Having used Alliant powders for the last 40 years, the only way to notice the differences is to use powders from a widely spaced period of time, with the same components. They've changed, some quite a bit.

My last big buy was from a shop going under in the 80's. I picked up several 4lb containers of Red Dot, Green Dot, Herco, and a few lbs of R12/15. R12 is obsolete, but the rest are not the same in recently manufactured lots. Some are hotter, some are milder. The difference is most noticable with an autoloader, shotgun, rifle or handgun.
 

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There are two kinds of changes with powder: there are the usual lot-to-lot variations and then there are formulaic changes.

Lot-lot variation is always held to less than 5% of the burn rate standard for that powder, and rarely will a company release a lot that is more than 3% off without re-blending it.

Formulaic changes are not so predictable. When a company comes out with a "New and Improved!!!" version of a powder, it may or may not hold to the original performance specifications. Reliable testers say that the current Alliant 2400 (for example) is about 6% hotter than the original - and that is before lot-lot variation. So it is possible for a given lot of 2400 to be either almost the same as always, or as much as 10% hotter. That could be quite significant, since 2400 is often used in maximum-power loads.
 

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I can attest to the change in 2400. I was using 22 grains of 2400 to propel a 429421 from my 44 mag RH when I first got it some 25 years ago. Now that can of powder is since long gone and recently I bought some more and loaded it the same with the same bullet. HOLY COW!!!!Even Lyman's 48th says it's the same but it's not. I'm down to 18 grains and still pushing the 429421 at over 1400 fps.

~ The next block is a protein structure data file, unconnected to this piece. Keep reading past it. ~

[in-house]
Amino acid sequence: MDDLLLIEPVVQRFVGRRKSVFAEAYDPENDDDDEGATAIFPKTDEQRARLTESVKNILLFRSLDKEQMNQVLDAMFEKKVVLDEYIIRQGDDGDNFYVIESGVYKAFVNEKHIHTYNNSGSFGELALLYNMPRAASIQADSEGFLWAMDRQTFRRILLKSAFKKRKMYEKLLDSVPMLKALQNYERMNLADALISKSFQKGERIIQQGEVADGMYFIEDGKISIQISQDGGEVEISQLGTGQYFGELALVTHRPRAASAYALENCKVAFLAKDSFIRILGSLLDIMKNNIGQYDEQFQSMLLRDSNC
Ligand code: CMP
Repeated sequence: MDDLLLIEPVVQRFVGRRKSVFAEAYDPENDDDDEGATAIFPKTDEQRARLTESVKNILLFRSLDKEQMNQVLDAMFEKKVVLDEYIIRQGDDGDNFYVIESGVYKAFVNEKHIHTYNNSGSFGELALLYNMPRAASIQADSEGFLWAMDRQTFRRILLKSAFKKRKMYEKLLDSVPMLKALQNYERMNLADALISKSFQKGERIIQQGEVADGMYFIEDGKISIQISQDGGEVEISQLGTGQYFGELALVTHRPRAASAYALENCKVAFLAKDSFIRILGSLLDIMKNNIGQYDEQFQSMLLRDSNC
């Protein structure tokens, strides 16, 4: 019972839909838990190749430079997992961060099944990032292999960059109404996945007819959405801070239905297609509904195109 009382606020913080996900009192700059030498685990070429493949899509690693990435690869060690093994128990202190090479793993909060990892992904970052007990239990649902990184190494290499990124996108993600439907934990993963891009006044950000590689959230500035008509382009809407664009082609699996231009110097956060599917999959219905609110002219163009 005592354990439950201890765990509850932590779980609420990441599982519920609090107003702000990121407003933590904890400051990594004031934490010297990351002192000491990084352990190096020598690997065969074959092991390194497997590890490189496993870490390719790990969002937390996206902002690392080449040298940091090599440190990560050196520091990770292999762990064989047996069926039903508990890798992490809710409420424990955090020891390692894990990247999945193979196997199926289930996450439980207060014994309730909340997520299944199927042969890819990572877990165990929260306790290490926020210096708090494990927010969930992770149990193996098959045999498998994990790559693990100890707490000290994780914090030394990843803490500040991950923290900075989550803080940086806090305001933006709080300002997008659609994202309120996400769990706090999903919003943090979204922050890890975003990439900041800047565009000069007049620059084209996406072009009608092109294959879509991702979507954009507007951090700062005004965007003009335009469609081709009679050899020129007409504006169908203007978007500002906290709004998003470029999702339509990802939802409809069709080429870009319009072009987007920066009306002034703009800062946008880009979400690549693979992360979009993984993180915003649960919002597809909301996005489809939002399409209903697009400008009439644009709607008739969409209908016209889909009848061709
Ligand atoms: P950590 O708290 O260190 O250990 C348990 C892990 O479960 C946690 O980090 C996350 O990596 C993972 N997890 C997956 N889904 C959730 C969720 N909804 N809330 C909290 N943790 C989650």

RJ
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Powder does vary from lot to lot, some.

But barrel temperature is a very strong variable. You really can't compare two lots of powder unless you control that. Ammunition temperature is also important, but not as important as barrel temperature.

So if a new lot of powder produces an additional 50 FPS, and if you haven't controlled barrel and ammunition temperature, you don't know whether the effect you saw was from temperature or from a difference in the powder.
 

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I use a "medium load/charge" to compensate for lot-to-lot variations in powders. For example if they list 50.0 grains of a certain powder as max.; I would use 45.0 to 48.0 grains depending on the powder.
 

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Discussion Starter #11
Thank you to all. I think buying in big lots, and testing new ones is the only safe way I can go if I am at tested maximums. I think I knew that; I was hoping someone would say it was a complete waste of time. :(